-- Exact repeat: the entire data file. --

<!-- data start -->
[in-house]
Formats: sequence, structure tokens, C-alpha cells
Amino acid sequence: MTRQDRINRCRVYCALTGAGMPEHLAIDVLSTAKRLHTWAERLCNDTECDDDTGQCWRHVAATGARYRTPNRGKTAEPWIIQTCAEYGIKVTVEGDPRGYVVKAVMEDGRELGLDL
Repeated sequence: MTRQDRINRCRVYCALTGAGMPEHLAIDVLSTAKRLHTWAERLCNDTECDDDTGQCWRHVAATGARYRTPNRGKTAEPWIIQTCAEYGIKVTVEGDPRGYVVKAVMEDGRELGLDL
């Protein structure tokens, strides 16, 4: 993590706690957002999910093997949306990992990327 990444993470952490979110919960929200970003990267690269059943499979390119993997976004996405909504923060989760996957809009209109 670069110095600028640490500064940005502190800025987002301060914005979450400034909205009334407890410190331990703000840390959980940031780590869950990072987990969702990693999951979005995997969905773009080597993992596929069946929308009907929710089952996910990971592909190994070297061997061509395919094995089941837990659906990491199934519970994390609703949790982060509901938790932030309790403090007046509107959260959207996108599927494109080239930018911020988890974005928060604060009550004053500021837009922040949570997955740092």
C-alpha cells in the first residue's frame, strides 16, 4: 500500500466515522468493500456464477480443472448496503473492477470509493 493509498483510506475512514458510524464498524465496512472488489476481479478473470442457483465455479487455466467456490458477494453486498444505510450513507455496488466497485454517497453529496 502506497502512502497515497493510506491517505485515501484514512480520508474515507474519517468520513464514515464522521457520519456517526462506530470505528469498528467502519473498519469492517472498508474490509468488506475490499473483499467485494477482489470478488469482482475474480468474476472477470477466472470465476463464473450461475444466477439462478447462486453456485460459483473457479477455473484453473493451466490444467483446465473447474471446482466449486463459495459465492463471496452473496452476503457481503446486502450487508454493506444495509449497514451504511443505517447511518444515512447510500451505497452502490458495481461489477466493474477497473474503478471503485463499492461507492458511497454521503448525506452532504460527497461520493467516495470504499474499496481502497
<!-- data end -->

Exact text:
[in-house]
Formats: sequence, structure tokens, C-alpha cells
Amino acid sequence: MTRQDRINRCRVYCALTGAGMPEHLAIDVLSTAKRLHTWAERLCNDTECDDDTGQCWRHVAATGARYRTPNRGKTAEPWIIQTCAEYGIKVTVEGDPRGYVVKAVMEDGRELGLDL
Repeated sequence: MTRQDRINRCRVYCALTGAGMPEHLAIDVLSTAKRLHTWAERLCNDTECDDDTGQCWRHVAATGARYRTPNRGKTAEPWIIQTCAEYGIKVTVEGDPRGYVVKAVMEDGRELGLDL
């Protein structure tokens, strides 16, 4: 993590706690957002999910093997949306990992990327 990444993470952490979110919960929200970003990267690269059943499979390119993997976004996405909504923060989760996957809009209109 670069110095600028640490500064940005502190800025987002301060914005979450400034909205009334407890410190331990703000840390959980940031780590869950990072987990969702990693999951979005995997969905773009080597993992596929069946929308009907929710089952996910990971592909190994070297061997061509395919094995089941837990659906990491199934519970994390609703949790982060509901938790932030309790403090007046509107959260959207996108599927494109080239930018911020988890974005928060604060009550004053500021837009922040949570997955740092």
C-alpha cells in the first residue's frame, strides 16, 4: 500500500466515522468493500456464477480443472448496503473492477470509493 493509498483510506475512514458510524464498524465496512472488489476481479478473470442457483465455479487455466467456490458477494453486498444505510450513507455496488466497485454517497453529496 502506497502512502497515497493510506491517505485515501484514512480520508474515507474519517468520513464514515464522521457520519456517526462506530470505528469498528467502519473498519469492517472498508474490509468488506475490499473483499467485494477482489470478488469482482475474480468474476472477470477466472470465476463464473450461475444466477439462478447462486453456485460459483473457479477455473484453473493451466490444467483446465473447474471446482466449486463459495459465492463471496452473496452476503457481503446486502450487508454493506444495509449497514451504511443505517447511518444515512447510500451505497452502490458495481461489477466493474477497473474503478471503485463499492461507492458511497454521503448525506452532504460527497461520493467516495470504499474499496481502497